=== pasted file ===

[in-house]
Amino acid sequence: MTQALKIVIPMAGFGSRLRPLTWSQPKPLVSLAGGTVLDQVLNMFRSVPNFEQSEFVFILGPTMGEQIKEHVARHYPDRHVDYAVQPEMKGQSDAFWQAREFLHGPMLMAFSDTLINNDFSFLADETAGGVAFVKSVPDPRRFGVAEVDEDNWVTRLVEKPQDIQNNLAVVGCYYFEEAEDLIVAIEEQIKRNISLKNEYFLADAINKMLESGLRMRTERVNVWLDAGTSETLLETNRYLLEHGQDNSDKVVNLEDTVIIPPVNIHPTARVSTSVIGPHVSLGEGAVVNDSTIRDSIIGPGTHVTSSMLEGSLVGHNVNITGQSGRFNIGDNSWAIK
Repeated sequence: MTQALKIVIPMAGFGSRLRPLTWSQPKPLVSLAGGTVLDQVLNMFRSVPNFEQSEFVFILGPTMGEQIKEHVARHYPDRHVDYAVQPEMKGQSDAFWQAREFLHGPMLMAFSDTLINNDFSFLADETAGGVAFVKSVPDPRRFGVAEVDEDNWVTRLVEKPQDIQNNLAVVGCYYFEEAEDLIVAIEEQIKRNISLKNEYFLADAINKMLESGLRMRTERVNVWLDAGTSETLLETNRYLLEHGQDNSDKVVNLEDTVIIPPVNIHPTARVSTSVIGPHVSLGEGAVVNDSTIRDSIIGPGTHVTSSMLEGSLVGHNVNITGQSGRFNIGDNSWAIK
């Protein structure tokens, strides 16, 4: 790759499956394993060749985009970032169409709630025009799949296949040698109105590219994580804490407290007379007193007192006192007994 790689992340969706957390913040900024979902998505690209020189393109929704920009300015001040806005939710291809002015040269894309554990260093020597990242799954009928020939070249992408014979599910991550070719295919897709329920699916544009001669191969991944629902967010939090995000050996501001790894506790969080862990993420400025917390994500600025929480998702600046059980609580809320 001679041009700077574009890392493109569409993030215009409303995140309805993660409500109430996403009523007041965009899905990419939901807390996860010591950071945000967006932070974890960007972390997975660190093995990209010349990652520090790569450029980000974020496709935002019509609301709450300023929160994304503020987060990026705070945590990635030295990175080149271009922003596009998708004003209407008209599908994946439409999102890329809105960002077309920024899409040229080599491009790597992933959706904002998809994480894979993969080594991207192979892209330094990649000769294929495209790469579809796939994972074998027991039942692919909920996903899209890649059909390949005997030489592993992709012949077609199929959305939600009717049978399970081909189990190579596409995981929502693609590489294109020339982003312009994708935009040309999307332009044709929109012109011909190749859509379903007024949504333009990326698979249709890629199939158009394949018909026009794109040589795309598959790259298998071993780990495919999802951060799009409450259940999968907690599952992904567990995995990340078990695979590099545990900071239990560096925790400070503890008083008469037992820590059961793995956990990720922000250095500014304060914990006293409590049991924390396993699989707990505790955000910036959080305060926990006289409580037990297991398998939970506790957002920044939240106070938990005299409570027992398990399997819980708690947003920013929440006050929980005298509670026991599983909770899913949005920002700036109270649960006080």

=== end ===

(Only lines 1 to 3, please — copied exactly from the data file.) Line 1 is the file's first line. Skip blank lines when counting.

[in-house]
Amino acid sequence: MTQALKIVIPMAGFGSRLRPLTWSQPKPLVSLAGGTVLDQVLNMFRSVPNFEQSEFVFILGPTMGEQIKEHVARHYPDRHVDYAVQPEMKGQSDAFWQAREFLHGPMLMAFSDTLINNDFSFLADETAGGVAFVKSVPDPRRFGVAEVDEDNWVTRLVEKPQDIQNNLAVVGCYYFEEAEDLIVAIEEQIKRNISLKNEYFLADAINKMLESGLRMRTERVNVWLDAGTSETLLETNRYLLEHGQDNSDKVVNLEDTVIIPPVNIHPTARVSTSVIGPHVSLGEGAVVNDSTIRDSIIGPGTHVTSSMLEGSLVGHNVNITGQSGRFNIGDNSWAIK
Repeated sequence: MTQALKIVIPMAGFGSRLRPLTWSQPKPLVSLAGGTVLDQVLNMFRSVPNFEQSEFVFILGPTMGEQIKEHVARHYPDRHVDYAVQPEMKGQSDAFWQAREFLHGPMLMAFSDTLINNDFSFLADETAGGVAFVKSVPDPRRFGVAEVDEDNWVTRLVEKPQDIQNNLAVVGCYYFEEAEDLIVAIEEQIKRNISLKNEYFLADAINKMLESGLRMRTERVNVWLDAGTSETLLETNRYLLEHGQDNSDKVVNLEDTVIIPPVNIHPTARVSTSVIGPHVSLGEGAVVNDSTIRDSIIGPGTHVTSSMLEGSLVGHNVNITGQSGRFNIGDNSWAIK